Among the most notable emerging hybrid technologies for water treatment are those that combine reverse osmosis (RO) membrane systems with alternative energy sources such as solar photovoltaic (PV). Solar PV modules can enable systems disconnected from the electricity grid, and in some locations can also be used for water heating as photovoltaic-thermal (PVT) units, a process in which water removes heat from the PV module, increasing its electrical generation efficiency. When combined with RO, the higher temperature feed water can increase RO permeate flux, improving recovery but decreasing the rejection of dissolved salts. Although the decrease in efficiency of PV modules at higher temperatures is a well-known issue, this is usually under conditions of uniform temperature. However, the temperature distribution in water-cooled PV modules is usually not uniform and, given the anisotropy of the distribution and electrical connection of the PV cells in the module, this factor has not been the focus of much study. In this context, a PVT unit that focuses on increasing the output water temperature with a high global heat transfer coefficient will not necessarily be the most electrically efficient system. This study experimentally assesses several proposed heat-exchange configurations for PVT systems where the PV modules are cooled by forced convective water flow. A simulation model of PVT performance is then validated and used to predict the productivity of the PVT-RO coupling, both in terms of electrical generation and permeate flux of the hybrid system under different conditions. The results suggest that water-cooled PV modules have several potential applications for off-grid and remote water treatment, as well as water transportation systems. Full article
(This article belongs to the Special Issue Water Systems Using Affordable and Clean Energy)
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24 pages, 8512 KiB  
Article
A Modelling Framework for the Conceptual Design of Low-Emission Eco-Industrial Parks in the Circular Economy: A Case for Algae-Centered Business Consortia
by Aldric S. Tumilar, Dia Milani, Zachary Cohn, Nick Florin and Ali Abbas
Water 2021, 13(1), 69; https://doi.org/10.3390/w13010069 - 31 Dec 2020
Cited by 13 | Viewed by 4098
Abstract
This article describes a unique industrial symbiosis employing an algae cultivation unit (ACU) at the core of a novel eco-industrial park (EIP) integrating fossil-fuel fired power generation, carbon capture, biofuel production, aquaculture, and wastewater treatment. A new modelling framework capable of designing and [...] Read more.
This article describes a unique industrial symbiosis employing an algae cultivation unit (ACU) at the core of a novel eco-industrial park (EIP) integrating fossil-fuel fired power generation, carbon capture, biofuel production, aquaculture, and wastewater treatment. A new modelling framework capable of designing and evaluating materials and energy exchanges within an industrial eco-system is introduced. In this scalable model, an algorithm was developed to balance the material and energy exchanges and determine the optimal inputs and outputs based on the industrial symbiosis objectives and participating industries. Optimizing the functionality of the ACU not only achieved a substantial emission reduction, but also boosted aquaculture, biofuel, and other chemical productions. In a power-boosting scenario (PBS), by matching a 660 MW fossil fuel-fired power plant with an equivalent solar field in the presence of ACU, fish-producing aquaculture and biofuel industries, the net CO2 emissions were cut by 60% with the added benefit of producing 39 m3 biodiesel, 6.7 m3 bioethanol, 0.14 m3 methanol, and 19.55 tons of fish products annually. Significantly, this article shows the potential of this new flexible modelling framework for integrated materials and energy flow analysis. This integration is an important pathway for evaluating energy technology transitions towards future low-emission production systems, as required for a circular economy. Full article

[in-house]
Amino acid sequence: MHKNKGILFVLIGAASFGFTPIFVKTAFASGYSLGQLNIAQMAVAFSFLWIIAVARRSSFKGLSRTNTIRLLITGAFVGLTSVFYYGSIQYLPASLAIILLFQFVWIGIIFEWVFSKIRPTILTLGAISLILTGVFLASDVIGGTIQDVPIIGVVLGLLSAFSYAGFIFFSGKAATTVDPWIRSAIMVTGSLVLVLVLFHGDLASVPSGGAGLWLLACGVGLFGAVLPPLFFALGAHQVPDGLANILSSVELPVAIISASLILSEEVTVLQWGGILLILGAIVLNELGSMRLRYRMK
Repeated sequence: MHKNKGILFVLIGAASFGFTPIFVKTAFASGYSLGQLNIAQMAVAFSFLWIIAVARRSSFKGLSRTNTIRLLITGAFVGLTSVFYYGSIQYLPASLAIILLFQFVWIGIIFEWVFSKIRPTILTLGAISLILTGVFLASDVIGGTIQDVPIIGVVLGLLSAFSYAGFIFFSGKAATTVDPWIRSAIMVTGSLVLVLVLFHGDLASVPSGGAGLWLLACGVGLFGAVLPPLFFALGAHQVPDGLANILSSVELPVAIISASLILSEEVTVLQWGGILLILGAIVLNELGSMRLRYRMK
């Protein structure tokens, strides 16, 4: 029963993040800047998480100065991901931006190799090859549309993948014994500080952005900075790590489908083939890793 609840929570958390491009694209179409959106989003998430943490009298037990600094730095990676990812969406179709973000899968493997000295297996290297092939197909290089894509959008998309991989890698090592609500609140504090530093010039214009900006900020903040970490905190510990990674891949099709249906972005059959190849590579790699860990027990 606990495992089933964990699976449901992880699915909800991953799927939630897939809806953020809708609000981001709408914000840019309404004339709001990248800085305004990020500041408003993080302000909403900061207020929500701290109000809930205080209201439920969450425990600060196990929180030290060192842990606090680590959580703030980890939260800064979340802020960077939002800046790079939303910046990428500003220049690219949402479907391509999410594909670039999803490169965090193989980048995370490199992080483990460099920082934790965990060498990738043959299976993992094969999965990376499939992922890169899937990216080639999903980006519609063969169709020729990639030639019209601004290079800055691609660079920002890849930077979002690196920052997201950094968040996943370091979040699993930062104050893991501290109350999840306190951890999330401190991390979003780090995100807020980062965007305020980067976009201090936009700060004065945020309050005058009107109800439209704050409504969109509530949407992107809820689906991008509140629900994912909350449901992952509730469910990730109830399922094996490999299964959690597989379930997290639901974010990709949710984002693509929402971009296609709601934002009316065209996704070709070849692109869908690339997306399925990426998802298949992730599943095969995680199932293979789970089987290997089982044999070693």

(This article belongs to the Special Issue Water Systems Using Affordable and Clean Energy)
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12 pages, 1853 KiB  
Article
Oxygen Consumption in Two Subsurface Wastewater Infiltration Systems under Continuous Operation Mode
by Mercedes Lloréns, Ana Belén Pérez-Marín, María Isabel Aguilar, Juan Francisco Ortuño and Víctor Francisco Meseguer
Water 2020, 12(11), 3007; https://doi.org/10.3390/w12113007 - 26 Oct 2020
Cited by 6 | Viewed by 1759
Abstract
In this work, an innovative arrangement of a vertical subsurface flow wastewater infiltration system (SWIS) was studied. The principal objective of this study was to evaluate the oxygen transfer rate (OTR) in two different pilot-scale arrangements of an SWIS. The two pilot plants [...] Read more.
In this work, an innovative arrangement of a vertical subsurface flow wastewater infiltration system (SWIS) was studied. The principal objective of this study was to evaluate the oxygen transfer rate (OTR) in two different pilot-scale arrangements of an SWIS. The two pilot plants were composed of four filter beds in series, one with a vertical arrangement of the beds (one over the other) and the other with a horizontal arrangement of the beds (one next to the other). Furthermore, two kinetic models were applied for correlating the COD and NH4+-N concentrations at the inlet and outlet of each treatment step in both pilot plants. The fitting of experimental data to the models allowed the calculation of the areal rate constants. The OTR values obtained were 54.69 g m−2 h−1 and 28.84 g m−2 h−1 for horizontal and vertical arrangement, respectively. These values were considerably higher than those obtained by other authors. The plug flow model describes the behaviour of these SWISs better, and the best fits were achieved for the vertical arrangement. The areal rate constant values obtained in this study were higher than those reported in the bibliography, which indicates a great removal efficiency and therefore lower surface area needed for the treatment. Full article
(This article belongs to the Special Issue Water Systems Using Affordable and Clean Energy)